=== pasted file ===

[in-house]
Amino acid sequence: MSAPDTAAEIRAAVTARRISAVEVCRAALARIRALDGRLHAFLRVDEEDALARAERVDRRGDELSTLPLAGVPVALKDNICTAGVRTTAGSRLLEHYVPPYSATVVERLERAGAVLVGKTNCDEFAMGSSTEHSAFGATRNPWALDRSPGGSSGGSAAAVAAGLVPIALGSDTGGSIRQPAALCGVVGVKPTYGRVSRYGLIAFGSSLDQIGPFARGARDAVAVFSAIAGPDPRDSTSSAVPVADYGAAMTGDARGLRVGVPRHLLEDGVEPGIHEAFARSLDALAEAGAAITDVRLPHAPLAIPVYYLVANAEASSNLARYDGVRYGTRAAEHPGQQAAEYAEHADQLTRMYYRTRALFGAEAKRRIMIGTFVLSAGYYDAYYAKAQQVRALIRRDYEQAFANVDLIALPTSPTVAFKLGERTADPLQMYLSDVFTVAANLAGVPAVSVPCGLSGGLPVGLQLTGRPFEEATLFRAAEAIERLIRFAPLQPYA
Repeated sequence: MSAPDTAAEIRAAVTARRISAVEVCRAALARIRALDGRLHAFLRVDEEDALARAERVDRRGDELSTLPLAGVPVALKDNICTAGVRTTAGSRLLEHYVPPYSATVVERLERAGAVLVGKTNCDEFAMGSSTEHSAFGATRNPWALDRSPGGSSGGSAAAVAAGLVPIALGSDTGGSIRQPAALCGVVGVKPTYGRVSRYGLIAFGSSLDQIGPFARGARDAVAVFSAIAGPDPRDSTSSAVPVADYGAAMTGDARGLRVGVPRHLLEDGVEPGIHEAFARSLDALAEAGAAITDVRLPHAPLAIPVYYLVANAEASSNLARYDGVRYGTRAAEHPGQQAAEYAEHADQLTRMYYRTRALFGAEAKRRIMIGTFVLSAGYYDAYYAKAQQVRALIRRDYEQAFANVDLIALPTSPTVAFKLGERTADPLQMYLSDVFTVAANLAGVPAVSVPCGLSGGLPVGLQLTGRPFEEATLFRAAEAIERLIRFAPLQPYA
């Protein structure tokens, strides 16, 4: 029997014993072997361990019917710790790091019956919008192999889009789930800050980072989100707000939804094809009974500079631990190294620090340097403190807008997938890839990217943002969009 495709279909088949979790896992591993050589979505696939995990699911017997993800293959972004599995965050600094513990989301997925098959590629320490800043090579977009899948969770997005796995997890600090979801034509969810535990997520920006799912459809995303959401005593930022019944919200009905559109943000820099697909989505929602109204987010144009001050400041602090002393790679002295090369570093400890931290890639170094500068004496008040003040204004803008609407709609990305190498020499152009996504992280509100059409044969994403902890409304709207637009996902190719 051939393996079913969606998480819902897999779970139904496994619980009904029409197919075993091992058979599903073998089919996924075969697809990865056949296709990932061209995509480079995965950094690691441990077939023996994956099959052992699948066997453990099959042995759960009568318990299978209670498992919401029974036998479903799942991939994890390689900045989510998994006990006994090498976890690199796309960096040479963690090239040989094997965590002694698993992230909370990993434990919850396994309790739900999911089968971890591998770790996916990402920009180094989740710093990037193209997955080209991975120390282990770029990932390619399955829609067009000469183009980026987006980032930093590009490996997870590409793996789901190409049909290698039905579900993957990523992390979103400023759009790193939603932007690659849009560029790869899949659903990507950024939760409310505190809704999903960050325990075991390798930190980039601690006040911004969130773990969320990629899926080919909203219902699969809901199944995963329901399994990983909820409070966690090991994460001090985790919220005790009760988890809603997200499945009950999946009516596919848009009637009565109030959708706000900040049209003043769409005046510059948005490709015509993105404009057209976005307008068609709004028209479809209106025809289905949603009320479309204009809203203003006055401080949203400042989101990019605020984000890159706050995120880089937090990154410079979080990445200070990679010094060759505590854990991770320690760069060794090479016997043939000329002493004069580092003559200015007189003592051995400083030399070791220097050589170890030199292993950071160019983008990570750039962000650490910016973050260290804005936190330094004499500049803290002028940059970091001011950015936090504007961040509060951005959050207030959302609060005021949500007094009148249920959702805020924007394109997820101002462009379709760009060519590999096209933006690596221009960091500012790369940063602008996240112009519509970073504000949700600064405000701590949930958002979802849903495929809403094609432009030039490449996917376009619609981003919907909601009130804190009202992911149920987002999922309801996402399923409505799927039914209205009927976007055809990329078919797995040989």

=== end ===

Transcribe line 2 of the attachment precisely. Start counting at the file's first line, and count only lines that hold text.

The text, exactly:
Amino acid sequence: MSAPDTAAEIRAAVTARRISAVEVCRAALARIRALDGRLHAFLRVDEEDALARAERVDRRGDELSTLPLAGVPVALKDNICTAGVRTTAGSRLLEHYVPPYSATVVERLERAGAVLVGKTNCDEFAMGSSTEHSAFGATRNPWALDRSPGGSSGGSAAAVAAGLVPIALGSDTGGSIRQPAALCGVVGVKPTYGRVSRYGLIAFGSSLDQIGPFARGARDAVAVFSAIAGPDPRDSTSSAVPVADYGAAMTGDARGLRVGVPRHLLEDGVEPGIHEAFARSLDALAEAGAAITDVRLPHAPLAIPVYYLVANAEASSNLARYDGVRYGTRAAEHPGQQAAEYAEHADQLTRMYYRTRALFGAEAKRRIMIGTFVLSAGYYDAYYAKAQQVRALIRRDYEQAFANVDLIALPTSPTVAFKLGERTADPLQMYLSDVFTVAANLAGVPAVSVPCGLSGGLPVGLQLTGRPFEEATLFRAAEAIERLIRFAPLQPYA